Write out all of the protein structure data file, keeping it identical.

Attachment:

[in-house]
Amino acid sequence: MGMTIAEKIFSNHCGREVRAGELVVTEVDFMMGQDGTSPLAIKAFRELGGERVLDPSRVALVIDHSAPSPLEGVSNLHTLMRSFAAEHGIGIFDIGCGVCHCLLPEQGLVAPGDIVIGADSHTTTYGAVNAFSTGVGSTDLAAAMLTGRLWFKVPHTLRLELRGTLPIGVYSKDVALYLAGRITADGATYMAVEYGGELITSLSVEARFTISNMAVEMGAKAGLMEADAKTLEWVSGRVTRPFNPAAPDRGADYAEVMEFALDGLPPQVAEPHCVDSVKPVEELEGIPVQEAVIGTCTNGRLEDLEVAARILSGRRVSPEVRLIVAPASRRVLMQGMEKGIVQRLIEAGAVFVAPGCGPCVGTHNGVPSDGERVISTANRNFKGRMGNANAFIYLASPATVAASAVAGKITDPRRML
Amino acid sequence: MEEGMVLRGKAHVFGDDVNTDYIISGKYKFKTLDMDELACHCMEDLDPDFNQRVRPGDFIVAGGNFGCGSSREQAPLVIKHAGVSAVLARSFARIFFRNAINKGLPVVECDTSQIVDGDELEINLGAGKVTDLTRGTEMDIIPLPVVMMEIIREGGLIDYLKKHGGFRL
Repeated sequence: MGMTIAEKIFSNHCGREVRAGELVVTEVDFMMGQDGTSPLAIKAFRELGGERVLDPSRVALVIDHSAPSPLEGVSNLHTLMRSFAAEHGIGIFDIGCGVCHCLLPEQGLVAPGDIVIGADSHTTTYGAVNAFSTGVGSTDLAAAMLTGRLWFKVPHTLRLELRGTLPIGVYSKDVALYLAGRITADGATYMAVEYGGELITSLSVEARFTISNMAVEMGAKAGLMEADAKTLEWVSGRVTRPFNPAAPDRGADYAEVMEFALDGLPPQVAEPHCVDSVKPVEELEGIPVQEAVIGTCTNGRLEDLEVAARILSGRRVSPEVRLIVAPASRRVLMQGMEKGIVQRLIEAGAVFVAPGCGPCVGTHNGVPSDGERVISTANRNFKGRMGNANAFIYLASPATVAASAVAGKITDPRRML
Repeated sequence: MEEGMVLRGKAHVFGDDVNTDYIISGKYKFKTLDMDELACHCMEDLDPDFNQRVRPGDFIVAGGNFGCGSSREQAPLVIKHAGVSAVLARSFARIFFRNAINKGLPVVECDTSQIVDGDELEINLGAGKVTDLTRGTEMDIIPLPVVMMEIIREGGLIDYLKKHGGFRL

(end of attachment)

[in-house]
Amino acid sequence: MGMTIAEKIFSNHCGREVRAGELVVTEVDFMMGQDGTSPLAIKAFRELGGERVLDPSRVALVIDHSAPSPLEGVSNLHTLMRSFAAEHGIGIFDIGCGVCHCLLPEQGLVAPGDIVIGADSHTTTYGAVNAFSTGVGSTDLAAAMLTGRLWFKVPHTLRLELRGTLPIGVYSKDVALYLAGRITADGATYMAVEYGGELITSLSVEARFTISNMAVEMGAKAGLMEADAKTLEWVSGRVTRPFNPAAPDRGADYAEVMEFALDGLPPQVAEPHCVDSVKPVEELEGIPVQEAVIGTCTNGRLEDLEVAARILSGRRVSPEVRLIVAPASRRVLMQGMEKGIVQRLIEAGAVFVAPGCGPCVGTHNGVPSDGERVISTANRNFKGRMGNANAFIYLASPATVAASAVAGKITDPRRML
Amino acid sequence: MEEGMVLRGKAHVFGDDVNTDYIISGKYKFKTLDMDELACHCMEDLDPDFNQRVRPGDFIVAGGNFGCGSSREQAPLVIKHAGVSAVLARSFARIFFRNAINKGLPVVECDTSQIVDGDELEINLGAGKVTDLTRGTEMDIIPLPVVMMEIIREGGLIDYLKKHGGFRL
Repeated sequence: MGMTIAEKIFSNHCGREVRAGELVVTEVDFMMGQDGTSPLAIKAFRELGGERVLDPSRVALVIDHSAPSPLEGVSNLHTLMRSFAAEHGIGIFDIGCGVCHCLLPEQGLVAPGDIVIGADSHTTTYGAVNAFSTGVGSTDLAAAMLTGRLWFKVPHTLRLELRGTLPIGVYSKDVALYLAGRITADGATYMAVEYGGELITSLSVEARFTISNMAVEMGAKAGLMEADAKTLEWVSGRVTRPFNPAAPDRGADYAEVMEFALDGLPPQVAEPHCVDSVKPVEELEGIPVQEAVIGTCTNGRLEDLEVAARILSGRRVSPEVRLIVAPASRRVLMQGMEKGIVQRLIEAGAVFVAPGCGPCVGTHNGVPSDGERVISTANRNFKGRMGNANAFIYLASPATVAASAVAGKITDPRRML
Repeated sequence: MEEGMVLRGKAHVFGDDVNTDYIISGKYKFKTLDMDELACHCMEDLDPDFNQRVRPGDFIVAGGNFGCGSSREQAPLVIKHAGVSAVLARSFARIFFRNAINKGLPVVECDTSQIVDGDELEINLGAGKVTDLTRGTEMDIIPLPVVMMEIIREGGLIDYLKKHGGFRL